To create the equivilent of a .bat file on Unix, you would create a shell script. You have a choice of which shell to use. Bourne shell scripts (like the example above) normally have the suffix .sh. So you could call that shell script christopher.sh.
Korn shell scripts use the suffix .ksh (e.g., christopher.ksh). Bash shell scripts end in .bash. There are others too.
The syntax of your script will depend upon which shell you choose to use. There are lots of online resources available to help you get the syntax right.
Everybody has their own preferences. Personally, I recommend using the Korn shell.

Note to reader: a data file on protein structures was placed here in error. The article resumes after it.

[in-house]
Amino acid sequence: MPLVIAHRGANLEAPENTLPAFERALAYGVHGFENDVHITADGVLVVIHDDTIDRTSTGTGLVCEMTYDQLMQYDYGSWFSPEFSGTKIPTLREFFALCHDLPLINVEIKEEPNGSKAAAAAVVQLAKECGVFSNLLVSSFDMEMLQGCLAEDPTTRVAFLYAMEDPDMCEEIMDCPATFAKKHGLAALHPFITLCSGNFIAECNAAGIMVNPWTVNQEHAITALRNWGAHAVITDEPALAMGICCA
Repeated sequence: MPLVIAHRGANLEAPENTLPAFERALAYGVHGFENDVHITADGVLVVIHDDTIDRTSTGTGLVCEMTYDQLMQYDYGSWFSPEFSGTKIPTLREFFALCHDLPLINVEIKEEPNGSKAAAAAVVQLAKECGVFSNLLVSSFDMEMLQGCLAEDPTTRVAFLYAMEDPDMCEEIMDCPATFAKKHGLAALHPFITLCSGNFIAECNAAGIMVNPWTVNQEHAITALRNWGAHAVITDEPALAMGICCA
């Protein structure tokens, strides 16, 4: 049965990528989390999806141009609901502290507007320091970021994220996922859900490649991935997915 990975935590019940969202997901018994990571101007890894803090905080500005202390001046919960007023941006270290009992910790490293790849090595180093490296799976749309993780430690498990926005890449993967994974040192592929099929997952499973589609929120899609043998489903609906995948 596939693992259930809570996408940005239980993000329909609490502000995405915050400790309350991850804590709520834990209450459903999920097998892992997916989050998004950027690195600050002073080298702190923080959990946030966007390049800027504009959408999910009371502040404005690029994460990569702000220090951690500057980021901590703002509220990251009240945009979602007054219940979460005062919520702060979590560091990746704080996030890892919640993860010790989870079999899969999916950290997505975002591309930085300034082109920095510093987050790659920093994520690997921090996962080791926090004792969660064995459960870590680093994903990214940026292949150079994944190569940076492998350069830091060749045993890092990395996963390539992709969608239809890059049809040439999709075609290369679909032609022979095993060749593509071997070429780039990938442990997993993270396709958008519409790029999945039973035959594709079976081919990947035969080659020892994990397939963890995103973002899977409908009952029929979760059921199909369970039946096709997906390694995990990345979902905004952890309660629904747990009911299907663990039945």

Most of the time using the Bourne shell makes the most sense (especially for something as simple as this) because everybody's guaranteed to have it. Not everybody's going to have ksh (for example, the Mandrake 10 laptop I'm typing on doesn't.) If you're writing a major application as a set of shell scripts, it's not a big deal to use one of the more exotic shells; but to make the user install ksh or zsh or whatnot just to execute your Java app is not going to win you any fans.
I wanted to make it clear that the "#!" line at the top of the script determines what shell is going to be used, not the name of the file. Using .sh is a very weak convention, if it's a convention at all, and using .ksh, .bash. .csh is weaker still. Most shell scripts (like most UNIX executables) have names with no "extension".